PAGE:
Date Full Report Received


Date Abstract Report Received



Primary Investigator:

What is the significance of these results for producers? First, the most likely primary site for replication of the PRRS virus is lymphoid tissue, either tonsil and/or lymph nodes. The early colonization of lymphoid tissue and the persistence of PRRS virus in lymphoid tissue indicate that PRRS virus has the potential to modulate the immune response early in infection. The persistence of PRRS virus in lymphoid tissues and tonsil provides a mechanism for shedding of this virus in bodily secretions such as saliva.

The PRRS virus can be detected in lymph nodes, tonsil, lung and other tissues during an acute infection virus isolation, IHC and RT-PCR. Overall, RT-PCR is the most reliable technique for detection of the presence of PRRS virus, because the viral nucleic acid can be consistently detected in both acute and persistent infections. Diagnostic laboratories should include tonsil and lymph nodes as part of the diagnostic sampling scheme in addition to lung. Since it is difficult to determine at what stage of infection pigs may be infected, the inclusion of tonsils and lymph nodes and RT-PCR in the diagnostic repertoire will markedly improve the chances of a positive diagnosis.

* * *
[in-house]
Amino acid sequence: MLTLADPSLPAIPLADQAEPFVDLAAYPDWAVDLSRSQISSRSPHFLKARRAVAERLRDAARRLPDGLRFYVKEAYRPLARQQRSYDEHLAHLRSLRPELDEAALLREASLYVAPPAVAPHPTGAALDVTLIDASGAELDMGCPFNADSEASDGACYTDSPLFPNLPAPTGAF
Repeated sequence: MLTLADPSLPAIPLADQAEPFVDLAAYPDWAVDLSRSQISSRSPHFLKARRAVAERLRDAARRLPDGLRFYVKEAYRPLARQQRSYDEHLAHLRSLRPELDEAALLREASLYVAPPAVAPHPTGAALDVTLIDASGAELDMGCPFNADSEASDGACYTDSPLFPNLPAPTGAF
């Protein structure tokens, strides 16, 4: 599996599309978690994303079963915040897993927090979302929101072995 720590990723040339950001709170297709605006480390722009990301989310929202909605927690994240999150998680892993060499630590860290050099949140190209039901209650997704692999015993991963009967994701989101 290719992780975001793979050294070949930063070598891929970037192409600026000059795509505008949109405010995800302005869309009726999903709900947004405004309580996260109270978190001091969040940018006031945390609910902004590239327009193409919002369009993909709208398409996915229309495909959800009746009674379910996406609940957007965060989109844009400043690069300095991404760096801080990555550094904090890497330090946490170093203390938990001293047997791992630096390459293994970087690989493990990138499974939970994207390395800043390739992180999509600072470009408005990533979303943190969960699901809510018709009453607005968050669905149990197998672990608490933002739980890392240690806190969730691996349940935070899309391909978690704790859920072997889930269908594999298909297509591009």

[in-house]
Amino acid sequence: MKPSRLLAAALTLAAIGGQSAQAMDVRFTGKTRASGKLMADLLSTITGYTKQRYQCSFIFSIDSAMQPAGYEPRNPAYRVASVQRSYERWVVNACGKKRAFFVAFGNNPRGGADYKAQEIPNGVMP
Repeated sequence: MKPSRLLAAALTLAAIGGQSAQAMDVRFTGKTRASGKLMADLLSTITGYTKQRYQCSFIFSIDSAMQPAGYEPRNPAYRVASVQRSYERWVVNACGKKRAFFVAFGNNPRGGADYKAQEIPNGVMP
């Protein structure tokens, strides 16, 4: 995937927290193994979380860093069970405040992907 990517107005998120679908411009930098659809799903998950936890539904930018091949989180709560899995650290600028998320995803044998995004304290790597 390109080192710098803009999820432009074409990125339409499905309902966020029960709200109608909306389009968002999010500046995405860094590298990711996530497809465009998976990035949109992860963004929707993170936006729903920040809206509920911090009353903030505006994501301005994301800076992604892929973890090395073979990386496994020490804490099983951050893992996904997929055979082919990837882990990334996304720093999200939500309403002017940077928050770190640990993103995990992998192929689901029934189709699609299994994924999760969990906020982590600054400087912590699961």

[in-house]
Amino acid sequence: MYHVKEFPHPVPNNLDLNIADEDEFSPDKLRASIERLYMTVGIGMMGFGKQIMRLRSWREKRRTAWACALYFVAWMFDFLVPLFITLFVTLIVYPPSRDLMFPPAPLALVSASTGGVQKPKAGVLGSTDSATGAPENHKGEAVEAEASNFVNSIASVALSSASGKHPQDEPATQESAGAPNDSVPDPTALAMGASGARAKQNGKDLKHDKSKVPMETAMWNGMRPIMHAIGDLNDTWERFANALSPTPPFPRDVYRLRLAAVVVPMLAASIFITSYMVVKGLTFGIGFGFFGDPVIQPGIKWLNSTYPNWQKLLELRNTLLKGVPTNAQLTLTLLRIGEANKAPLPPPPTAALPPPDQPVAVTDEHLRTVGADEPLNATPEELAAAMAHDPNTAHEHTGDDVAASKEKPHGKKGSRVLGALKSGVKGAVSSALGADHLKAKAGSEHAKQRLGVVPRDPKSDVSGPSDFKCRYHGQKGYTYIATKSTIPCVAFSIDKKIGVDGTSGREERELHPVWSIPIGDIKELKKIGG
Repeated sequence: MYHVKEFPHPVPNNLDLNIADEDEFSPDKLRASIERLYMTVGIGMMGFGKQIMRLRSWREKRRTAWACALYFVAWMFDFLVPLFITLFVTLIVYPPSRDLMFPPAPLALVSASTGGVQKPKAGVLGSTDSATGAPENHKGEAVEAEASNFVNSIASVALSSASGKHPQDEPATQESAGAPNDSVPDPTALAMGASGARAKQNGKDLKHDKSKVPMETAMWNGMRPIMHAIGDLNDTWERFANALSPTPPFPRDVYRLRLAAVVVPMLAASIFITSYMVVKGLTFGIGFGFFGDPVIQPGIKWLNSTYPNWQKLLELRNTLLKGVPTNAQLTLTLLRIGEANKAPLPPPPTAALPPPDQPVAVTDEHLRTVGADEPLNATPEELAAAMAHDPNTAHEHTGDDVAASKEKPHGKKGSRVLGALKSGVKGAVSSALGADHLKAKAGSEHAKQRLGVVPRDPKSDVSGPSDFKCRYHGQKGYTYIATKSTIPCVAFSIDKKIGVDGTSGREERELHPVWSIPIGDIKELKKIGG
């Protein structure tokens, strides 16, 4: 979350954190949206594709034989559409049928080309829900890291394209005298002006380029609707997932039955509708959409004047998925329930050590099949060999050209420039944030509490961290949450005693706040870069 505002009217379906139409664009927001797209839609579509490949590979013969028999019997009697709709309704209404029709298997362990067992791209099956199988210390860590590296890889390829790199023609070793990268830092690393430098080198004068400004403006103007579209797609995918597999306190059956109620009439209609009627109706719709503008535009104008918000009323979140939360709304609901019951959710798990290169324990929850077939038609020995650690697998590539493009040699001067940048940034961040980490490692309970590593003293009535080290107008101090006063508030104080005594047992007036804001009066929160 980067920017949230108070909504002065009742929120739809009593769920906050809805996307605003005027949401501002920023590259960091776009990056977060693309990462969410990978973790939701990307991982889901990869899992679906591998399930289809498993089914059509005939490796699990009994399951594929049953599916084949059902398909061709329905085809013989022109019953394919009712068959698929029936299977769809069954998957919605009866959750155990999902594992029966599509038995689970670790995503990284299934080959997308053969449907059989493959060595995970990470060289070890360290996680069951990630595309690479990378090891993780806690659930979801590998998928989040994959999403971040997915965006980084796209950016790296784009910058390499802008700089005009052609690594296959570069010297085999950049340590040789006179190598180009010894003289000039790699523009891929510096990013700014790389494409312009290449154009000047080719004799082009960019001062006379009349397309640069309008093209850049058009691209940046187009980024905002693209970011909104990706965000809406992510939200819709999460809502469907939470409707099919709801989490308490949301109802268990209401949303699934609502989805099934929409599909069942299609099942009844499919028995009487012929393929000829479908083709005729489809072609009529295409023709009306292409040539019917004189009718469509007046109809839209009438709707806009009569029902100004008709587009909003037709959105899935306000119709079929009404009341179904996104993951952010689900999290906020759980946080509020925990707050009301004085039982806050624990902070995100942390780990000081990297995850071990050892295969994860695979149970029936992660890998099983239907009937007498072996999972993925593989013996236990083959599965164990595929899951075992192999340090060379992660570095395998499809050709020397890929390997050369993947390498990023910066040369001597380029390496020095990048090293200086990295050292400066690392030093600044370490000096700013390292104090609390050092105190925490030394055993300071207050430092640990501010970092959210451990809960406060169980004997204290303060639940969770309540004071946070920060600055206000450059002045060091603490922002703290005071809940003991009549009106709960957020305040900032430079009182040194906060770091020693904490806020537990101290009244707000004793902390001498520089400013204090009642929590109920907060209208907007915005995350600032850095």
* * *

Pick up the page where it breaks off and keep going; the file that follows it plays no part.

Finally, the results of this study indicate that variability in the ectodomain of ORF5 occurs in acute and persistent infections. It is possible that a particular quasispecies colonizes the pig early in infection and mutations accumulate over time in the ectodomain of ORF5. The mechanism of how PRRS established persistence remains to be determined, but the virus does change over time within individual pigs.

For additional information please contact David A. Benfield, at benfield.22osu.edu or phone 330-263-3703.